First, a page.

Western Union telegram Sept. 22, 1944 notifying family
that Curtis Diles was missing in action

September 9, 1944:
“In the following days, we ate chicken for some twenty meals, of thirty.  We were offered “ROCKEA” [Rakiya], a Serbian plum brandy, before and after every meal, along with various French wines, which the Chetnik soldiers had confiscated from the Germans”.
September 11, 1944:
“As we were being served our evening meal, about 22:00 hours, a Serbian Chetnik soldier entered and announced, “We have some German captives outside we would like you to see”.  There were some 50 captives, ranging from age 15-60.  A young Chetnik said to me “Here is a knife.  You may kill one of them”.  Needless to say, I declined the offer.  We were told that two German Divisions had passed through the area last evening.  The policy has been, of necessity, “take no prisoners”.  All had been executed before dawn the following day.
September 14, 1944:
“We have traveled for six days, mostly on foot and by night to avoid German Patrols who were constantly “dogging” us.  We travelled backroads, fields, and wooded areas most of the time.  We also had to be wary of the Partisan forces, which also were seeking American Airmen for their own political gain.  I had the good fortune of meeting and talking with General Draza Mihailovich, commander of the Serbian forces at about 22:00 hours on this date.  My perception of the “General” was that of a man to be humble, honest, fair, and trustworthy.  He and his Serbian followers had been abandoned by the Allied Forces which supported Tito and his Communist regime.  The “General”, addressing some eighteen American Airmen, stated “We, the people of Serbia, wish to have a Democratic government much like that of the United States.  Once the America people learn the truth of our dilemma, they will come to our aid.”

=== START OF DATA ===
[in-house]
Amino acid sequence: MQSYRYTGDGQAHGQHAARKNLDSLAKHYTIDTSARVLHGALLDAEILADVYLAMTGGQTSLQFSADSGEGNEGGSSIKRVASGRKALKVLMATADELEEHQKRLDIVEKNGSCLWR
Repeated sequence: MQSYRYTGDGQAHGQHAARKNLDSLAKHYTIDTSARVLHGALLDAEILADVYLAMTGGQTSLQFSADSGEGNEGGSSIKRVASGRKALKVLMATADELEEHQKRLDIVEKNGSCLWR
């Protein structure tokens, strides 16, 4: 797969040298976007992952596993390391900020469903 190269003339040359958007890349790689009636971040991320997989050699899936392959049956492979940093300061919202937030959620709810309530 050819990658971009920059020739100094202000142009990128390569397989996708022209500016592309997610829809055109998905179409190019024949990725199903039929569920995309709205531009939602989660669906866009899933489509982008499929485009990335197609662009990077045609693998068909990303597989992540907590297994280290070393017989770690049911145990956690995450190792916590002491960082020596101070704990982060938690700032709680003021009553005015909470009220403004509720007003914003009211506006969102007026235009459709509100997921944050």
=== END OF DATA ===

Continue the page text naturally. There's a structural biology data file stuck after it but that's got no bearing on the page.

Hidden and protected by Mihailovich and the Serbian Chetniks.
The arrow is pointing to Curtis Diles. 1944.
On September 17, 1944, dad and six of his other crew members were lifted to safety from a makeshift airstrip near Koceljevo.   He went on to fly 18 more missions, 35 in all.  He was discharged from the Army Air Force in October 1945.
When General Mihailovich was executed on July 17, 1946, the National Committee of American Airmen was not allowed to testify on his behalf.  If Mihailovich was a Nazi collaborator, those brief excerpts from my dad’s diary would have read much differently.  My dad spent his life spreading the truth… he would not have done this for a Nazi collaborator!  Over 70 years, dad’s story never changed…. Mihailovich and the Serbian Chetniks gave the Americans the best of everything they had….  The Chetniks would go hungry so the Americans could eat….  They gave them their beds….  THEY GAVE THEIR LIVES FOR THE AMERICANS.  Dad always said he had a personal war with his own country after WWII, defending Mihailovich and Serbia.  Mihailovich was certain that “When the Americans knew the truth, they would come to their aid”.